KANSAS CITY (MO)
National Catholic Reporter
Oct 30, 2019
By Michael Sean Winters
Monday, I began my curtain raiser for the upcoming plenary of the United States Conference of Catholic Bishops, focusing on the election of new officers and committee chairs. Now, the conference has released the agenda and we can look at the items under discussion.
The agenda buried its lede, as the most important item did not appear until the sixth paragraph: “to lead the process of developing a new formal statement and comprehensive vision for Hispanic/Latino ministry in response to the V Encuentro process, to be developed and approved by the bishops during the next USCCB strategic planning cycle, 2021-2024.”
Ignore the lousy syntax. The successful Encuentro process in 2014-18 was not just a bit of good news in a sea of bad: The future of the Catholic Church in this country is either Latino or it is nonexistent. The stated need to wait until the next round of strategic planning shows the lack of nimbleness we expect from a bureaucracy, but it shows something else, too.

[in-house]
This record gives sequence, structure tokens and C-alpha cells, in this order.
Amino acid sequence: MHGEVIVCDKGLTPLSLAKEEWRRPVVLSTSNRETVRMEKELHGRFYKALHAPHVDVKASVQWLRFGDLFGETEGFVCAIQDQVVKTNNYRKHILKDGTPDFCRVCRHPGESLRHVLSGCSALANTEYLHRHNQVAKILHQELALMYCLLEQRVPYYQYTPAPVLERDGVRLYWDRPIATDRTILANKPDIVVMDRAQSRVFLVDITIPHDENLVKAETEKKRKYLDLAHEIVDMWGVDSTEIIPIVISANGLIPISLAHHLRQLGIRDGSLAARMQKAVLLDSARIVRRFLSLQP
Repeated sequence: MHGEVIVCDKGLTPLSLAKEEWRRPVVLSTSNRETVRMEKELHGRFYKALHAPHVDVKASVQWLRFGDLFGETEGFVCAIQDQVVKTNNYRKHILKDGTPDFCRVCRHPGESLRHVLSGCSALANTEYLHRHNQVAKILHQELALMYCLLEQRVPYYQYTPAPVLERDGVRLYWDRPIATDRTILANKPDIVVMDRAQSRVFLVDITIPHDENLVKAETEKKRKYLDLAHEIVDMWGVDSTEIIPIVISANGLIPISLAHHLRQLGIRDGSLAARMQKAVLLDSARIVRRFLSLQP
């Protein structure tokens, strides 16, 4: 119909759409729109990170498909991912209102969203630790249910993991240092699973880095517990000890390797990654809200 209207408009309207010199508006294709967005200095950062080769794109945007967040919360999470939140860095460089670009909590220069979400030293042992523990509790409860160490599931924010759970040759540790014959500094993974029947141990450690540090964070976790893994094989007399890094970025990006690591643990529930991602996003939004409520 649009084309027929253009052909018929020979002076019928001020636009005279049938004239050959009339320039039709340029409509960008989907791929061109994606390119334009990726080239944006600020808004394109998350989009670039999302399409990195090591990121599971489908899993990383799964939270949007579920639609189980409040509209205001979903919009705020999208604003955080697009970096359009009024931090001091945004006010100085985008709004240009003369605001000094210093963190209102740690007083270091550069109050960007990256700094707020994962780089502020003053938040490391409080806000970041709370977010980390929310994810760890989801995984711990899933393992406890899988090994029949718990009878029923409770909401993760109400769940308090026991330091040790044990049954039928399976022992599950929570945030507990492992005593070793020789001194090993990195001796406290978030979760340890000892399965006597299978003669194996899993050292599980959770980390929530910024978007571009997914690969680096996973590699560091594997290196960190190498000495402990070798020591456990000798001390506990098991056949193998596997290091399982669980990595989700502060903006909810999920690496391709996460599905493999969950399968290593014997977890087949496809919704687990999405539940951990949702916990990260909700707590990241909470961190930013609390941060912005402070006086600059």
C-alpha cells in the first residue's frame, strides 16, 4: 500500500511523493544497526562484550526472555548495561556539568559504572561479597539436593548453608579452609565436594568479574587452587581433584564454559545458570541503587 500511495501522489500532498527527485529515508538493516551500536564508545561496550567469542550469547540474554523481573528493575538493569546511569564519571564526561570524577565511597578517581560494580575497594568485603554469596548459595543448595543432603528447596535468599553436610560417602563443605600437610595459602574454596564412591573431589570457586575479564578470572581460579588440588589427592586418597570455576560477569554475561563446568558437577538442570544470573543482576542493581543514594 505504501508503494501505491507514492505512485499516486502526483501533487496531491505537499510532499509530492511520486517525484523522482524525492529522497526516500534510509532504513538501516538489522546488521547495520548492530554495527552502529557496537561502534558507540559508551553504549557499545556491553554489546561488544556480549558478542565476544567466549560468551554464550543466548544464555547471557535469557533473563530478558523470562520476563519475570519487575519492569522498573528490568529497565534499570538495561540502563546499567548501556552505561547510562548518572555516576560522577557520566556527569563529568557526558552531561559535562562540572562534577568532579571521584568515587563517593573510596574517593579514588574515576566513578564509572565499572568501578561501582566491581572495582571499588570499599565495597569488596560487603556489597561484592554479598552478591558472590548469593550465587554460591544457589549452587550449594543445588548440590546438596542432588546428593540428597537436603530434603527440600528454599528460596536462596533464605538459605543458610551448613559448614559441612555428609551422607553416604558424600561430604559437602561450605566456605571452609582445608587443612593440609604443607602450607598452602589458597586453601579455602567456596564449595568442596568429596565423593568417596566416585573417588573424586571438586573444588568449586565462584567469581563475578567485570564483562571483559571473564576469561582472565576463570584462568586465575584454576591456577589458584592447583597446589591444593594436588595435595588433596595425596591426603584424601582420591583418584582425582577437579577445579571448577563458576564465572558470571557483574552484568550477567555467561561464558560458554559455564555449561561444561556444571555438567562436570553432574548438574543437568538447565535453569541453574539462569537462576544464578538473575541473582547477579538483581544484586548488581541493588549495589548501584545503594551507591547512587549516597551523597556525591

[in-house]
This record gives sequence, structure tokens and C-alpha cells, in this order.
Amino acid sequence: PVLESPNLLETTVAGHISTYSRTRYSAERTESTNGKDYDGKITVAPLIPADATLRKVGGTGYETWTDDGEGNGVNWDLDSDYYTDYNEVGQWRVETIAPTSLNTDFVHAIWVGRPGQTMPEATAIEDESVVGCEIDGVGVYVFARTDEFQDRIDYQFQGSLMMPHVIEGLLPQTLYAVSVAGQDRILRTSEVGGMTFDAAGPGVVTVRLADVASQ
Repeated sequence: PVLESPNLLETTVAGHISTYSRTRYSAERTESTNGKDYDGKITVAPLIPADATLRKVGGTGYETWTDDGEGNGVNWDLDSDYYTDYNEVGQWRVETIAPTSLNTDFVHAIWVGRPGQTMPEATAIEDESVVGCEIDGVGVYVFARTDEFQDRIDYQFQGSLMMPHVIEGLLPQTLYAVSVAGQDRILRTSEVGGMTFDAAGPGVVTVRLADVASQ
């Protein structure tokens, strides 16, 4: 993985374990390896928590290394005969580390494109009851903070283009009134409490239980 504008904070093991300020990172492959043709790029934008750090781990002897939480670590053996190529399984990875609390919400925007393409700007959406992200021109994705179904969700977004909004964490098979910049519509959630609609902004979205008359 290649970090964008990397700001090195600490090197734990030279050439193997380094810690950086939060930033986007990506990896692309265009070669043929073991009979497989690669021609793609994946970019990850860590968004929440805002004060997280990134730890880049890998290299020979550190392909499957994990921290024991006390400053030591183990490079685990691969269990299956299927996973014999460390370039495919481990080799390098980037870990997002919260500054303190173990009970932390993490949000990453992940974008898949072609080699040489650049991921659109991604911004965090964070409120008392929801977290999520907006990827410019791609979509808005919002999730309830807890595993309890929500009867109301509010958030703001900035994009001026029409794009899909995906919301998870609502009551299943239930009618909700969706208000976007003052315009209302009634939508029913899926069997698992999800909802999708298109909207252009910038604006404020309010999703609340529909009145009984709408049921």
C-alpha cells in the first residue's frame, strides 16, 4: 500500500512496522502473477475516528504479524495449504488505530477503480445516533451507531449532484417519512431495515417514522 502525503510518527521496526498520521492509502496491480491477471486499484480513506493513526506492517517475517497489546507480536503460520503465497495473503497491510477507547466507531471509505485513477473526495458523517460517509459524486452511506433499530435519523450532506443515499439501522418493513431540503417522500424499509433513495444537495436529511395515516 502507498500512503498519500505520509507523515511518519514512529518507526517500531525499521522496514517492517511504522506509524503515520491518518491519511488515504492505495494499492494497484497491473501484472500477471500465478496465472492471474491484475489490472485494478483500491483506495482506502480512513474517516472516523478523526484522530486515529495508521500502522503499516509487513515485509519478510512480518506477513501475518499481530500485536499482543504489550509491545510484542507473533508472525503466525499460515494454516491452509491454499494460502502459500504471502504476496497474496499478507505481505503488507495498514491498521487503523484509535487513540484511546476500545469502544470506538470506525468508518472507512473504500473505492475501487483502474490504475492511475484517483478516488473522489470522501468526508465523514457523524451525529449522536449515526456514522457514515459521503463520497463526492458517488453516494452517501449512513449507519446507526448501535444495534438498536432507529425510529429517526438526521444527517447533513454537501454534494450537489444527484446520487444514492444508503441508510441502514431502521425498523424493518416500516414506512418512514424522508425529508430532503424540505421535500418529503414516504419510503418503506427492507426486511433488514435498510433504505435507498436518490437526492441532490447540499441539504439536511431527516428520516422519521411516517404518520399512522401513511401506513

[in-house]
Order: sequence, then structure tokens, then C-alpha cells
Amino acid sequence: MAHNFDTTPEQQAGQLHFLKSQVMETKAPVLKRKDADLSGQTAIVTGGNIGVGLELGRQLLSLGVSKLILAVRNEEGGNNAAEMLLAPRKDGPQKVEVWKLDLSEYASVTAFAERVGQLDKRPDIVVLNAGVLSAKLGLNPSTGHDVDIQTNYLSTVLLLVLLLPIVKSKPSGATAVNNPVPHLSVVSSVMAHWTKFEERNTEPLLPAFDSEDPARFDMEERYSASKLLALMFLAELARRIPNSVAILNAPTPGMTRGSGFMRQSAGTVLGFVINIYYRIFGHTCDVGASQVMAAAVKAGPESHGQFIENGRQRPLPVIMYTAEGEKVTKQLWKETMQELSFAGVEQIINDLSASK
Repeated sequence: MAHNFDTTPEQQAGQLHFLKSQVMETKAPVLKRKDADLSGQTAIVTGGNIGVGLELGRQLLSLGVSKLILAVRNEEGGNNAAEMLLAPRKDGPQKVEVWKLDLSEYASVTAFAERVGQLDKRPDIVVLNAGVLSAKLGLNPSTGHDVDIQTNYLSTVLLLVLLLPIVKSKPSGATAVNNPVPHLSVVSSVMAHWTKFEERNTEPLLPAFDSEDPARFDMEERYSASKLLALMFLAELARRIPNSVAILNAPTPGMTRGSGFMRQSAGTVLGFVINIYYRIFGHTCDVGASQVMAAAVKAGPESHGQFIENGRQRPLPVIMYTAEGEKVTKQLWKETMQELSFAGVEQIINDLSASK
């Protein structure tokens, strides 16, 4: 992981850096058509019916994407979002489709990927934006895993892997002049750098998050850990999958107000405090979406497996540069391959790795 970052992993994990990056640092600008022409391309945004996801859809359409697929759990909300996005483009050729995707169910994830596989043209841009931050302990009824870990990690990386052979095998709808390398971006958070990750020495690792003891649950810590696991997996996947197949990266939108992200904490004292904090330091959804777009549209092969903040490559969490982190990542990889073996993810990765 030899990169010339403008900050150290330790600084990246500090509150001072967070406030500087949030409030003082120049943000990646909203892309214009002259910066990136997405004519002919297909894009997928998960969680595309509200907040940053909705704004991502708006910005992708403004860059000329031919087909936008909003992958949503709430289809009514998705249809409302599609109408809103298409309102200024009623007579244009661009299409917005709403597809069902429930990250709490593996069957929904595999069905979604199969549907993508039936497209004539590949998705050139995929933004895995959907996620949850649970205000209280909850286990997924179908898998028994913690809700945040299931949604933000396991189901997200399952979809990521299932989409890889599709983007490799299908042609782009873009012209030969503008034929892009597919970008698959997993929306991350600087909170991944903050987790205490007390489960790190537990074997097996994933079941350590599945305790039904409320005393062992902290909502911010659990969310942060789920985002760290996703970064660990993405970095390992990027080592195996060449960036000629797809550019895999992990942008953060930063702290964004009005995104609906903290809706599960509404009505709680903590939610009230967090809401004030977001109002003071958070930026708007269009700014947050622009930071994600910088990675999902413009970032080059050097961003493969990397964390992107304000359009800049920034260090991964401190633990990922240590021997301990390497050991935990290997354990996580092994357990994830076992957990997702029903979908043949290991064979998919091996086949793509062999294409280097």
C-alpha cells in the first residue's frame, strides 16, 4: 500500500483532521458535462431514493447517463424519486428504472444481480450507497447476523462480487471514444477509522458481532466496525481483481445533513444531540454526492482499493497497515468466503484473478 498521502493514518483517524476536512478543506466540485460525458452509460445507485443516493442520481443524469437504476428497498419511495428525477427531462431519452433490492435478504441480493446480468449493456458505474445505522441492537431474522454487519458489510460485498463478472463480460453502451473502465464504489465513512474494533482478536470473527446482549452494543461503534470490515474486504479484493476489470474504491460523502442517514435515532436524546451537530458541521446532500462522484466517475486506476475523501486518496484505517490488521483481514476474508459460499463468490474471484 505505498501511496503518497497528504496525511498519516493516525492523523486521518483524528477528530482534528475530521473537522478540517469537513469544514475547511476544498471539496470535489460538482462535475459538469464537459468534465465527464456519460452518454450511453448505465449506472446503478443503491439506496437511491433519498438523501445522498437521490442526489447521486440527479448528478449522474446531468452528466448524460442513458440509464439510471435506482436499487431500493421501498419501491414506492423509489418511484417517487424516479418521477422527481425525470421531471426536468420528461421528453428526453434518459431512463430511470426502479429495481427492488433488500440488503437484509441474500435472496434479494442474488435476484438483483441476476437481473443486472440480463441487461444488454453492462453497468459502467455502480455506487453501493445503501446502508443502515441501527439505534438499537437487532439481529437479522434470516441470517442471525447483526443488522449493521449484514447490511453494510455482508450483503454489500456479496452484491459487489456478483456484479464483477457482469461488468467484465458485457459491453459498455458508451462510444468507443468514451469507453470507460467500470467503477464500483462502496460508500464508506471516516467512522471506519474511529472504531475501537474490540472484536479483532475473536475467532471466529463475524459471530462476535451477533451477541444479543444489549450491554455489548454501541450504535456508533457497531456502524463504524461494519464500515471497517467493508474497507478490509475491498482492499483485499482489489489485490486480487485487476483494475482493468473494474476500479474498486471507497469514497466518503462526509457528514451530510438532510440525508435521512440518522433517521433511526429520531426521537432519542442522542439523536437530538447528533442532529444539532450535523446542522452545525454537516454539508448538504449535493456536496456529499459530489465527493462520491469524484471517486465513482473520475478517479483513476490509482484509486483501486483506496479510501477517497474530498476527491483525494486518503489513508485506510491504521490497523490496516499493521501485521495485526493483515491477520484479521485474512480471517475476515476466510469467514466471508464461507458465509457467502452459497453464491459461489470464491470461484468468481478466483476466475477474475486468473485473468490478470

The U.S. bishops’ conference has spent much of the last 15 or so years focused on ephemera. It has made plans about plans. It has conflated its work with that of several special interest groups like the Becket Fund and the National Right to Life Committee. The latest Pew numbers indicate that for the first time, Hispanic Catholics are less than half of all Hispanics in the country. None of the bishops will stand up and insist that the usual planning process be speeded up to focus immediately on the needs of Hispanic ministry, but someone should.
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